Researchers at Yale, MIT, and Desktop Metal have teamed up to simplify metal 3D printing, expanding its potential for use in industrial applications and the range of objects that can be printed using the process. The research, led by Jan Schroers, Yale professor of mechanical engineering and materials science, has taken a new approach to 3D-print objects from metallic glass—a relatively new material stronger than even some of the strongest metals, but with the pliability of plastic.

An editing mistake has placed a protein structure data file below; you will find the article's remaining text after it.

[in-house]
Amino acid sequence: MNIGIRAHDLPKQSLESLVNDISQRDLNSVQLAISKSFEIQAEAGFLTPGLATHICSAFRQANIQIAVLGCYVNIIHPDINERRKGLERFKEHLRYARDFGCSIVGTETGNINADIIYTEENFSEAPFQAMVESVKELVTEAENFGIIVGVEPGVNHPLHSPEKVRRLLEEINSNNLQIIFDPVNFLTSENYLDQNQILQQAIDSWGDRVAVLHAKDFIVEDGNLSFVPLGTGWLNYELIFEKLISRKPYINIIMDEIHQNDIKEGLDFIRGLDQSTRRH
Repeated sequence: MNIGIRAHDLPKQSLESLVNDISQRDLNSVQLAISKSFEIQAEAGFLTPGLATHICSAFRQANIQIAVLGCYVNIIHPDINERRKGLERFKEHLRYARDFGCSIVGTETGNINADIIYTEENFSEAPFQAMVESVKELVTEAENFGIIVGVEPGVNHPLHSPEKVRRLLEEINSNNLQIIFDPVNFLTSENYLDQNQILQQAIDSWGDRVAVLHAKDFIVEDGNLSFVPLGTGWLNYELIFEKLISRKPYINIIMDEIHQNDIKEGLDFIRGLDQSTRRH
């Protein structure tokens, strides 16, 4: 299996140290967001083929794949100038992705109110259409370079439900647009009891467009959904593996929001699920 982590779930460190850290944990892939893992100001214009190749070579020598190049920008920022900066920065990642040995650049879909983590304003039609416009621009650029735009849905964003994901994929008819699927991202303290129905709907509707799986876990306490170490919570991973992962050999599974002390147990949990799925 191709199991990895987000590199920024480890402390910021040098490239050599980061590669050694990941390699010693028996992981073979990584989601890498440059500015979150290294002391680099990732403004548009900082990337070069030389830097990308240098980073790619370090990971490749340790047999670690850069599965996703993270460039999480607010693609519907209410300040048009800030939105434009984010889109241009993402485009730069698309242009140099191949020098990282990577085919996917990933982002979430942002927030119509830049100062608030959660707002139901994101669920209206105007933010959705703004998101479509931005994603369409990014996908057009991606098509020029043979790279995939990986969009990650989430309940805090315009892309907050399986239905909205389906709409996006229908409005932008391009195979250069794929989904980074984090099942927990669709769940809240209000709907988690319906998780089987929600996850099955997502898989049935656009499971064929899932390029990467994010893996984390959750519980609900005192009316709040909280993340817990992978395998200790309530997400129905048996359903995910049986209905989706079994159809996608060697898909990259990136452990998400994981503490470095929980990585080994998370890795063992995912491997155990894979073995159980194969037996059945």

Through their work, the team developed a process that can use metallic filaments made from metallic glass into objects, greatly simplifying metal 3D printing. Until now, metal 3D printing has had limitations due to the complexity of working with the material. The key challenge is that metals generally don’t exist in a state that allows them to be readily extruded, Schroers said in a Yale news release.